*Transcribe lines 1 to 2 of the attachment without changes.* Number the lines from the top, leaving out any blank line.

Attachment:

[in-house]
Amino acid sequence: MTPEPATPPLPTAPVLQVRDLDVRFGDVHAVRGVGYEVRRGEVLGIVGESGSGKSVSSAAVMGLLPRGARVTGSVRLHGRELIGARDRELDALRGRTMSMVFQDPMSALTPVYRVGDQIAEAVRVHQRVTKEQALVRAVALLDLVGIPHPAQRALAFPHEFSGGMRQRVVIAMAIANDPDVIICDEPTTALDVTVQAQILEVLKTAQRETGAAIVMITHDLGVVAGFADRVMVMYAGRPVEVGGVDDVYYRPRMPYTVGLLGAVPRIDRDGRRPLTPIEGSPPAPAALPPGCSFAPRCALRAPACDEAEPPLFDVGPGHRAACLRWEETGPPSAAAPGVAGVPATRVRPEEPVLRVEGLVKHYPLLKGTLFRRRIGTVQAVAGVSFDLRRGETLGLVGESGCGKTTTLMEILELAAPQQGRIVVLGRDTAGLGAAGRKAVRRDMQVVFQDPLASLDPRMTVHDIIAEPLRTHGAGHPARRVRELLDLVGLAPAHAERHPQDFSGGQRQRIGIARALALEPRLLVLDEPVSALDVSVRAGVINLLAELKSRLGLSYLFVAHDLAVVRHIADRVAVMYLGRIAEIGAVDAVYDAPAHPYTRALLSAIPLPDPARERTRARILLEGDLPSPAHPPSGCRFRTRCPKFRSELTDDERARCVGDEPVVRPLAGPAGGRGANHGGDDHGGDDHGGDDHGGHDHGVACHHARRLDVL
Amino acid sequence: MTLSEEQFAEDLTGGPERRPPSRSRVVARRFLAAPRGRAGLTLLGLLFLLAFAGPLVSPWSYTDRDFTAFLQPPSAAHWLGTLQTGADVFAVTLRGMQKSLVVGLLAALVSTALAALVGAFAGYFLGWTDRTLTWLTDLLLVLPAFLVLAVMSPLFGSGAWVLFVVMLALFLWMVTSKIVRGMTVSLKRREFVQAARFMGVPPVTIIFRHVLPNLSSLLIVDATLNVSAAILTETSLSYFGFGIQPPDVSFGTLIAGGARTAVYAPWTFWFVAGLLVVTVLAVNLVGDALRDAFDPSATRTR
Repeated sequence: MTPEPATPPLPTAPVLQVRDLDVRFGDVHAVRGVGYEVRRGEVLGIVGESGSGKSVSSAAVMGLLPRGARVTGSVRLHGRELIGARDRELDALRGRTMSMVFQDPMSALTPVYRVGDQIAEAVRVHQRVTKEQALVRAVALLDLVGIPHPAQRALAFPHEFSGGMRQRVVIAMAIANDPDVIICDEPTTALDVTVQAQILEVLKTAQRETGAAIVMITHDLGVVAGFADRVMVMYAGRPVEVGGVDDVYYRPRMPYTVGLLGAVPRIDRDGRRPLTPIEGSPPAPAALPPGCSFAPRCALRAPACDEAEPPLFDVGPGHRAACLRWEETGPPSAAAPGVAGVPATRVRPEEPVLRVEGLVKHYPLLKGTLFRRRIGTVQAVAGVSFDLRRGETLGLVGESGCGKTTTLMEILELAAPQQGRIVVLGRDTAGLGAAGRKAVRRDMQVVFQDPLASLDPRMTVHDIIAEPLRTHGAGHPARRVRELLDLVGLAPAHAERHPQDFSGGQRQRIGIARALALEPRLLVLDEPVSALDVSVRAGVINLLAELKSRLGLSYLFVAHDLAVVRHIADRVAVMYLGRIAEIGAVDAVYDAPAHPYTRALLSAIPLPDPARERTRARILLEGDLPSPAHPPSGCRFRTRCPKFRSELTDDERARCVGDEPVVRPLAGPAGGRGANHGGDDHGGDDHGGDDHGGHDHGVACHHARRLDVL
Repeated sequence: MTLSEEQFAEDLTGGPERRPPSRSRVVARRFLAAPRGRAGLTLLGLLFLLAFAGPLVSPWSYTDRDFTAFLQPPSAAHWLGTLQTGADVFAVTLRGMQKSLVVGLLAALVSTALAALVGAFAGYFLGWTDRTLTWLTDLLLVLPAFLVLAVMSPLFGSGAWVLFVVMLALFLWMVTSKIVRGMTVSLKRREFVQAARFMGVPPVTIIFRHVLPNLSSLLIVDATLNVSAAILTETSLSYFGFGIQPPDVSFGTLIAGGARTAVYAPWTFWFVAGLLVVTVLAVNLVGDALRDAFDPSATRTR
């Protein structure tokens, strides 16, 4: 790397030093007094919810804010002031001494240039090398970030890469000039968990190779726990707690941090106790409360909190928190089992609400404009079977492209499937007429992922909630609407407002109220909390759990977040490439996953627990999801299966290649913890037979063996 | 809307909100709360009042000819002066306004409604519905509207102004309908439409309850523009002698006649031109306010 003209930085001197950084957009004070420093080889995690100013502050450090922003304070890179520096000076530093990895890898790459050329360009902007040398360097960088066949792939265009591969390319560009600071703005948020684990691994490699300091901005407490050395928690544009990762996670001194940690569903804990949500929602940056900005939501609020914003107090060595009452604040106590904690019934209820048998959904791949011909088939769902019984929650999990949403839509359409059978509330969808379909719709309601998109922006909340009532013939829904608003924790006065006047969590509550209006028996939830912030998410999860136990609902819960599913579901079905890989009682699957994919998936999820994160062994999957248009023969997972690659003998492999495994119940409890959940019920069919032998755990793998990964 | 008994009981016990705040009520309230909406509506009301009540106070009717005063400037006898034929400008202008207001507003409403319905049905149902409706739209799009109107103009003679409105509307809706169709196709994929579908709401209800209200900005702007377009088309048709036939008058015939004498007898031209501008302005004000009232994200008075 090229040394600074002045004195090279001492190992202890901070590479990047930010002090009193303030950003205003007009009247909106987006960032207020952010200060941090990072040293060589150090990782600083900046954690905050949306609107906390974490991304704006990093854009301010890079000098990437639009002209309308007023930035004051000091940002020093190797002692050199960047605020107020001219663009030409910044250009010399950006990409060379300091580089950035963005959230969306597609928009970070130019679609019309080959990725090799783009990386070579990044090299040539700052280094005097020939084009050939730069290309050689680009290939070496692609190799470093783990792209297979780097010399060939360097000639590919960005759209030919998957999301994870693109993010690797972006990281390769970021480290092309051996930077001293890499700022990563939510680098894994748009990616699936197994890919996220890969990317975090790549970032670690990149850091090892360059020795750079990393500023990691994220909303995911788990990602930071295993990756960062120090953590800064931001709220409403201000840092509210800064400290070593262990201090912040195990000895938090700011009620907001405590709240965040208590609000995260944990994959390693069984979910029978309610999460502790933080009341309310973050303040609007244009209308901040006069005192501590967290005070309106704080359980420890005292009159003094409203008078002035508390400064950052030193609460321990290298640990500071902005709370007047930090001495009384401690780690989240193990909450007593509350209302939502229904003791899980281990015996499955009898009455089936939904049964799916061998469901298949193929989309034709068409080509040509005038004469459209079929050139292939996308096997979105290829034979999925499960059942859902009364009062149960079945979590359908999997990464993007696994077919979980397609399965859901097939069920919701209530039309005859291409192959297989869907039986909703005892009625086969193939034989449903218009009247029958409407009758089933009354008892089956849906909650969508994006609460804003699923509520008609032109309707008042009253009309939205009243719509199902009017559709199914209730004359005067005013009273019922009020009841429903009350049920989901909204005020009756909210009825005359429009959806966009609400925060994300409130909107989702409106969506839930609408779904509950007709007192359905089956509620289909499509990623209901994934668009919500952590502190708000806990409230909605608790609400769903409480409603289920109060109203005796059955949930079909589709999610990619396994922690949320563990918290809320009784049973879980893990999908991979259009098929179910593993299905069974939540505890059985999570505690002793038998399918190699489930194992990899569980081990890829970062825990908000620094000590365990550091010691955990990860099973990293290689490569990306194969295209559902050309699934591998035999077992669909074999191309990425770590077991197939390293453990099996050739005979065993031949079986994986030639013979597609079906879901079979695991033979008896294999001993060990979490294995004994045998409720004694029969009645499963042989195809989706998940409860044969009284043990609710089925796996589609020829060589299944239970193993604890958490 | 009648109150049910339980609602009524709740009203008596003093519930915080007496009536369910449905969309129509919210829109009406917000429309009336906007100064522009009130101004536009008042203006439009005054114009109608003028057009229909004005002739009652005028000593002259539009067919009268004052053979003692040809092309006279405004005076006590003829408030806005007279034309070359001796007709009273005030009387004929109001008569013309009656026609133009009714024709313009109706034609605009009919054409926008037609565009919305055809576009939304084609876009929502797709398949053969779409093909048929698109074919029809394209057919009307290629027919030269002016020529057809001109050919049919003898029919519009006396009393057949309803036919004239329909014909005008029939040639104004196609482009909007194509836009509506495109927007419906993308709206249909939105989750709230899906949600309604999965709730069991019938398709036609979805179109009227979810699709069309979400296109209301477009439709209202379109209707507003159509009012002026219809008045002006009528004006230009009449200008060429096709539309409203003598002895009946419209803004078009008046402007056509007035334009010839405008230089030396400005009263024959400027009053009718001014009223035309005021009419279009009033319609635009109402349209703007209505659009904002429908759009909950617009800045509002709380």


[in-house]
Amino acid sequence: MTPEPATPPLPTAPVLQVRDLDVRFGDVHAVRGVGYEVRRGEVLGIVGESGSGKSVSSAAVMGLLPRGARVTGSVRLHGRELIGARDRELDALRGRTMSMVFQDPMSALTPVYRVGDQIAEAVRVHQRVTKEQALVRAVALLDLVGIPHPAQRALAFPHEFSGGMRQRVVIAMAIANDPDVIICDEPTTALDVTVQAQILEVLKTAQRETGAAIVMITHDLGVVAGFADRVMVMYAGRPVEVGGVDDVYYRPRMPYTVGLLGAVPRIDRDGRRPLTPIEGSPPAPAALPPGCSFAPRCALRAPACDEAEPPLFDVGPGHRAACLRWEETGPPSAAAPGVAGVPATRVRPEEPVLRVEGLVKHYPLLKGTLFRRRIGTVQAVAGVSFDLRRGETLGLVGESGCGKTTTLMEILELAAPQQGRIVVLGRDTAGLGAAGRKAVRRDMQVVFQDPLASLDPRMTVHDIIAEPLRTHGAGHPARRVRELLDLVGLAPAHAERHPQDFSGGQRQRIGIARALALEPRLLVLDEPVSALDVSVRAGVINLLAELKSRLGLSYLFVAHDLAVVRHIADRVAVMYLGRIAEIGAVDAVYDAPAHPYTRALLSAIPLPDPARERTRARILLEGDLPSPAHPPSGCRFRTRCPKFRSELTDDERARCVGDEPVVRPLAGPAGGRGANHGGDDHGGDDHGGDDHGGHDHGVACHHARRLDVL